Anaconda or “Green Nconda” belongs to boa family and is one of the biggest existing snakes. Anaconda’s females are much bigger in size than males and have clearly marked sexual dimorphism. Anacondas are mainly olive-green with black spots all around their bodies. Anaconda’s head has clearly expressed orange-yellow stripes on both sides and is narrow for its body size. The eyes, located on the top of head, help anacondas observe the surroundings without coming out of water.
Anacondas’ major habitat is Latin America’s tropical flatlands. The anacondas are most frequently found in basins of Amazon River (Brazil), Orinoco River (Columbia) and Los Llanos (Venezuela) – vast tropical grassland plain. They are semi-aquatic animals, living partly on land and partly in water. Anacondas prefer plains, rainforests, savannas, freshwater areas as well as areas where the water is not very deep.
Anacondas are nocturnal meanwhile leading solitary lifestyle. The period of increased activity for anacondas is nighttime. Being water-dwelling reptiles, anacondas are fast in water while slow on land. Most of their lives they spend in water, staying under water for long periods of time. Anacondas are comparably passive at daytime heat and start moving at dusk, when the heat subsides. They often pass long distances very quickly, usually when the dry season reaches its highest point or when they look for mates.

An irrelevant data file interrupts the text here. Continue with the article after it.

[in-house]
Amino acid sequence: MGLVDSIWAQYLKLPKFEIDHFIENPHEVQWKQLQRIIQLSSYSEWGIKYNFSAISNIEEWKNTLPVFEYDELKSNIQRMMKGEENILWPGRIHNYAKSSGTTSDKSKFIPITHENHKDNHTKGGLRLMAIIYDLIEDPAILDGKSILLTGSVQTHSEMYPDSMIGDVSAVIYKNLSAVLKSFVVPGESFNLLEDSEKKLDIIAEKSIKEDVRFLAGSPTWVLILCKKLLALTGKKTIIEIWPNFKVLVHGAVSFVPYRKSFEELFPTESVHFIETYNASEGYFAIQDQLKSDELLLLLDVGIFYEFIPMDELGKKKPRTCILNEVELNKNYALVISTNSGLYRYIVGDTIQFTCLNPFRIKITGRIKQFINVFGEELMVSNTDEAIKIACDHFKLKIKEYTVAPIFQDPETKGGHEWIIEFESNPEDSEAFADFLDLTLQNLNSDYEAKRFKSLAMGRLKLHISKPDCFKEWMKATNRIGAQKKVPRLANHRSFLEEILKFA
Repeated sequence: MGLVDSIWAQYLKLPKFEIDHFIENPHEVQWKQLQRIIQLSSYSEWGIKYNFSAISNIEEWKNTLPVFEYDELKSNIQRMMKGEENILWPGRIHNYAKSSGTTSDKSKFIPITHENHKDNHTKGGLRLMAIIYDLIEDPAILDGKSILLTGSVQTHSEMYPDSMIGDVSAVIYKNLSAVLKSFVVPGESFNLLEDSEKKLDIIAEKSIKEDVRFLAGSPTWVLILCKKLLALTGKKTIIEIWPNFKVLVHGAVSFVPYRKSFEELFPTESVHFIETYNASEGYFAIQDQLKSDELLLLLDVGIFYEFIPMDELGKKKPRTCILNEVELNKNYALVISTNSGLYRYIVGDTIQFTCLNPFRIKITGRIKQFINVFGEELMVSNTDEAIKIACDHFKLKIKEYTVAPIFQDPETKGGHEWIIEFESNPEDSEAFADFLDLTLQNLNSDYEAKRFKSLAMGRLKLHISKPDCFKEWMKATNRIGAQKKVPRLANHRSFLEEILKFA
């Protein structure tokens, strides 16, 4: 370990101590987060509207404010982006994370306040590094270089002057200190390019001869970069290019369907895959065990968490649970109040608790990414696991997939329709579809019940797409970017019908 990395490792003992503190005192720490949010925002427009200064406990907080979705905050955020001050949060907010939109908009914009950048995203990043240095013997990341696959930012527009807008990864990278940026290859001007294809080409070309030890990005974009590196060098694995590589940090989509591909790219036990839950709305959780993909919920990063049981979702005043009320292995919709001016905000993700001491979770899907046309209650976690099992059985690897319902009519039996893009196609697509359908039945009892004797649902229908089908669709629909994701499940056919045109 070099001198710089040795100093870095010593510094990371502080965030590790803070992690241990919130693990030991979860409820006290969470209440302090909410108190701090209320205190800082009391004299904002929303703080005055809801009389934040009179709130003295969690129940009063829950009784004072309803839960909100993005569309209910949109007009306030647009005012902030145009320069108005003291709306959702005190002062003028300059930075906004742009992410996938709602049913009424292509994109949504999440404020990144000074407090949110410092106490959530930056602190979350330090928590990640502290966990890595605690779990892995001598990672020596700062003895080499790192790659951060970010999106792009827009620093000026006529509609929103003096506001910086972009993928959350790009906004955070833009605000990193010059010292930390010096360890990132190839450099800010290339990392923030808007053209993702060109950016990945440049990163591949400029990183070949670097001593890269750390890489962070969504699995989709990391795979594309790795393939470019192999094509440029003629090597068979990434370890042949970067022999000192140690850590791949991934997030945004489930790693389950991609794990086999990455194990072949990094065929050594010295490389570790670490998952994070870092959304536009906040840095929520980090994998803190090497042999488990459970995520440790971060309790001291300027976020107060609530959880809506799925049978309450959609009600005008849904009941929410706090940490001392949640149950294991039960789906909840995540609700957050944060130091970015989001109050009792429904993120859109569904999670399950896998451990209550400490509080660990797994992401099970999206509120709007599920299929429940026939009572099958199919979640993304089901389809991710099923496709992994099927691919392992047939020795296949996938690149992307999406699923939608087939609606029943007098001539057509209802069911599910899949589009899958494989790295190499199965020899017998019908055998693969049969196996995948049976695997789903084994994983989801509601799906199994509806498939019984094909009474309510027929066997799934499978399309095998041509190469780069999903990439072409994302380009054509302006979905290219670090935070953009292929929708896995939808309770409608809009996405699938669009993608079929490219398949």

Anaconda is an opportunistic apex predator, which means that it usually doesn’t have any general plan and take advantage of any chance to have a tasty meal. They usually feed on other reptiles, sheep, dogs, tapirs, fish, birds, wild pigs, deer, rodents as well as any kind of available prey that they are able to catch and swallow.
These anacondas are polyandrous animals, meaning that a female mates with more than one male while each male mates with only one female. Anacondas mate during the dry season, which is from March to May. Usually, the process of mating lasts up to several weeks. Females don’t eat at gestation period, lasting about seven months. For this reason, after mating, a female can eat the partner to go through this long period. Female anacondas are ovoviviparous. After incubation period, lasting 7 months, a female gives birth to up to 82 young (though the average number is 20-40). Newborn youngsters are completely independent: they don’t get any protection and care by their mother and have to be able to fend for themselves. Sexual maturity is reached at the age of about 3 or 4 years.
As always, major threats have to do with human activity. In this case, it’s trade of exotic species. Anacondas are included in Appendix II of CITES (Convention on Trade in International Species). Anacondas are hunted and killed for their skin having huge demand on the black market. They are persecuted also in human settlements as being a danger for humans and domestic animals. Anacondas are also threatened by illegal deforestation on account of carelessness of the local authorities. This brings anacondas to habitat loss even in protected areas.
Currently, anacondas’ population is not officially known. However, it’s not listed by IUCN as endangered species.
Being predators, anacondas feed upon a wide variety of vertebrate animals. Young anacondas, in turn, become prey for larger predators.